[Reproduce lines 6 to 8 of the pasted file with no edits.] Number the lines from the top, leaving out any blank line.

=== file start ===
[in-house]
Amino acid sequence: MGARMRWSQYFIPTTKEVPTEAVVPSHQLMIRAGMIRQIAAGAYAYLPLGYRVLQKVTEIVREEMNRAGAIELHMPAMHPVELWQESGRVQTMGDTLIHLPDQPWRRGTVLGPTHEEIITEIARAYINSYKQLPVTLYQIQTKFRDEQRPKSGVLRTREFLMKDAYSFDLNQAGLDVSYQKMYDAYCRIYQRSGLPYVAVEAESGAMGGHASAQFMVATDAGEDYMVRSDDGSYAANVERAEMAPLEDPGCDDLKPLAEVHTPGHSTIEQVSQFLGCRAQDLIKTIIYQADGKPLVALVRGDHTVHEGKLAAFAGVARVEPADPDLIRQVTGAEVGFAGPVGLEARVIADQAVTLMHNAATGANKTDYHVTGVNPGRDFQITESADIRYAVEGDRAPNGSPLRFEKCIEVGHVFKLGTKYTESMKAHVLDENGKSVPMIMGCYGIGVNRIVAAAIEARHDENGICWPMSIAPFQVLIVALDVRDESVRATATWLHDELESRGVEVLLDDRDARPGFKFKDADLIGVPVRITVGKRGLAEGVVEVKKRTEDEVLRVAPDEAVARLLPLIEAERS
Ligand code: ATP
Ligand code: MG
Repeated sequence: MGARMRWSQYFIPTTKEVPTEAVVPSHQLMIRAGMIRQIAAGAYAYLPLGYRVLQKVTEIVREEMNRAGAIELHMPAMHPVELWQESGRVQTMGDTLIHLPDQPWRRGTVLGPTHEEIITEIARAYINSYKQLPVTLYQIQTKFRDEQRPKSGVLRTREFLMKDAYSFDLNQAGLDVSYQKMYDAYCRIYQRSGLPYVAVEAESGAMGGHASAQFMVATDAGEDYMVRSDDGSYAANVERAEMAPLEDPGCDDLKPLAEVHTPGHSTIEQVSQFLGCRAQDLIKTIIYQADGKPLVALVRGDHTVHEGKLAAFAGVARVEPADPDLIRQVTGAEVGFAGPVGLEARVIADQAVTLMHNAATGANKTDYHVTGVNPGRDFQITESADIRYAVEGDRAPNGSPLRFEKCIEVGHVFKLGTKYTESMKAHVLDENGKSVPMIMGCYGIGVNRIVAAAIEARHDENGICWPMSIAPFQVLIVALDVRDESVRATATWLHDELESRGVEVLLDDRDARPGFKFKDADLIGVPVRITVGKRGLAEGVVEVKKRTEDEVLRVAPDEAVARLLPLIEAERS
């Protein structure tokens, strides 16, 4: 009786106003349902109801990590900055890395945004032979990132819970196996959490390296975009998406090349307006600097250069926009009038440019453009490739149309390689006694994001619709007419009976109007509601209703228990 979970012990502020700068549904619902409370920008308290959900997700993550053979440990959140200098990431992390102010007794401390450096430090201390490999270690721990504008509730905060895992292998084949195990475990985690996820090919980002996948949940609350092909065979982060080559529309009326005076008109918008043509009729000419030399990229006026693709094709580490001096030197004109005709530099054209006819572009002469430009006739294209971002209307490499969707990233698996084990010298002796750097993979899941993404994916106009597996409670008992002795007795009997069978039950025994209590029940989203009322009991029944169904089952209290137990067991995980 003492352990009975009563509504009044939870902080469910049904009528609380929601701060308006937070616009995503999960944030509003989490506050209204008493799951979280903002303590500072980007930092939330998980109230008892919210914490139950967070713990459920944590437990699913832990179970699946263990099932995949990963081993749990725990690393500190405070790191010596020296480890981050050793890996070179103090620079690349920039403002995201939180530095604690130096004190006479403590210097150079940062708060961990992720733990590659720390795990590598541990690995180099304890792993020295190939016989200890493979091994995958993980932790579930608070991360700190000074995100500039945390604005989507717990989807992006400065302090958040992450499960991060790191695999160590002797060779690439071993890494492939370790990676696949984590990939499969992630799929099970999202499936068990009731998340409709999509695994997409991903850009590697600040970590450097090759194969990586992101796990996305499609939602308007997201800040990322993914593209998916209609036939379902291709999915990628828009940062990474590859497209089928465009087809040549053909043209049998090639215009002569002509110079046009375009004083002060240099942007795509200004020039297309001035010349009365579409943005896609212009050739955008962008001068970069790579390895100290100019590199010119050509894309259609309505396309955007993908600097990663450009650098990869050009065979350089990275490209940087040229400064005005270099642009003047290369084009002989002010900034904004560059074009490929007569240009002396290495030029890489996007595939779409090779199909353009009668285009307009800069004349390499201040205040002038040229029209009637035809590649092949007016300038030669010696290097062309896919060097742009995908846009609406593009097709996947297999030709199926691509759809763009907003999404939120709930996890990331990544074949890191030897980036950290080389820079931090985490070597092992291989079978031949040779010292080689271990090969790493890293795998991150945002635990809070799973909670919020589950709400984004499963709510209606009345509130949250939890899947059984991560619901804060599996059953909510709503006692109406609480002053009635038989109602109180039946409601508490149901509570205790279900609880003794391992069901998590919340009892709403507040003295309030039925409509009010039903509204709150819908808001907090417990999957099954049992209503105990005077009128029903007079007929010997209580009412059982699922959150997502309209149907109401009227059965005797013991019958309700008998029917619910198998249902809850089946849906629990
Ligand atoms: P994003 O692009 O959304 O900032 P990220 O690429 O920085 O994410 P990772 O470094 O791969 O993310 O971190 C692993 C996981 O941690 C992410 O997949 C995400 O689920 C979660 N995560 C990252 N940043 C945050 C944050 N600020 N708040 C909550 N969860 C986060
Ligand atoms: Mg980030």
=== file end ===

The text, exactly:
């Protein structure tokens, strides 16, 4: 009786106003349902109801990590900055890395945004032979990132819970196996959490390296975009998406090349307006600097250069926009009038440019453009490739149309390689006694994001619709007419009976109007509601209703228990 979970012990502020700068549904619902409370920008308290959900997700993550053979440990959140200098990431992390102010007794401390450096430090201390490999270690721990504008509730905060895992292998084949195990475990985690996820090919980002996948949940609350092909065979982060080559529309009326005076008109918008043509009729000419030399990229006026693709094709580490001096030197004109005709530099054209006819572009002469430009006739294209971002209307490499969707990233698996084990010298002796750097993979899941993404994916106009597996409670008992002795007795009997069978039950025994209590029940989203009322009991029944169904089952209290137990067991995980 003492352990009975009563509504009044939870902080469910049904009528609380929601701060308006937070616009995503999960944030509003989490506050209204008493799951979280903002303590500072980007930092939330998980109230008892919210914490139950967070713990459920944590437990699913832990179970699946263990099932995949990963081993749990725990690393500190405070790191010596020296480890981050050793890996070179103090620079690349920039403002995201939180530095604690130096004190006479403590210097150079940062708060961990992720733990590659720390795990590598541990690995180099304890792993020295190939016989200890493979091994995958993980932790579930608070991360700190000074995100500039945390604005989507717990989807992006400065302090958040992450499960991060790191695999160590002797060779690439071993890494492939370790990676696949984590990939499969992630799929099970999202499936068990009731998340409709999509695994997409991903850009590697600040970590450097090759194969990586992101796990996305499609939602308007997201800040990322993914593209998916209609036939379902291709999915990628828009940062990474590859497209089928465009087809040549053909043209049998090639215009002569002509110079046009375009004083002060240099942007795509200004020039297309001035010349009365579409943005896609212009050739955008962008001068970069790579390895100290100019590199010119050509894309259609309505396309955007993908600097990663450009650098990869050009065979350089990275490209940087040229400064005005270099642009003047290369084009002989002010900034904004560059074009490929007569240009002396290495030029890489996007595939779409090779199909353009009668285009307009800069004349390499201040205040002038040229029209009637035809590649092949007016300038030669010696290097062309896919060097742009995908846009609406593009097709996947297999030709199926691509759809763009907003999404939120709930996890990331990544074949890191030897980036950290080389820079931090985490070597092992291989079978031949040779010292080689271990090969790493890293795998991150945002635990809070799973909670919020589950709400984004499963709510209606009345509130949250939890899947059984991560619901804060599996059953909510709503006692109406609480002053009635038989109602109180039946409601508490149901509570205790279900609880003794391992069901998590919340009892709403507040003295309030039925409509009010039903509204709150819908808001907090417990999957099954049992209503105990005077009128029903007079007929010997209580009412059982699922959150997502309209149907109401009227059965005797013991019958309700008998029917619910198998249902809850089946849906629990
Ligand atoms: P994003 O692009 O959304 O900032 P990220 O690429 O920085 O994410 P990772 O470094 O791969 O993310 O971190 C692993 C996981 O941690 C992410 O997949 C995400 O689920 C979660 N995560 C990252 N940043 C945050 C944050 N600020 N708040 C909550 N969860 C986060
Ligand atoms: Mg980030």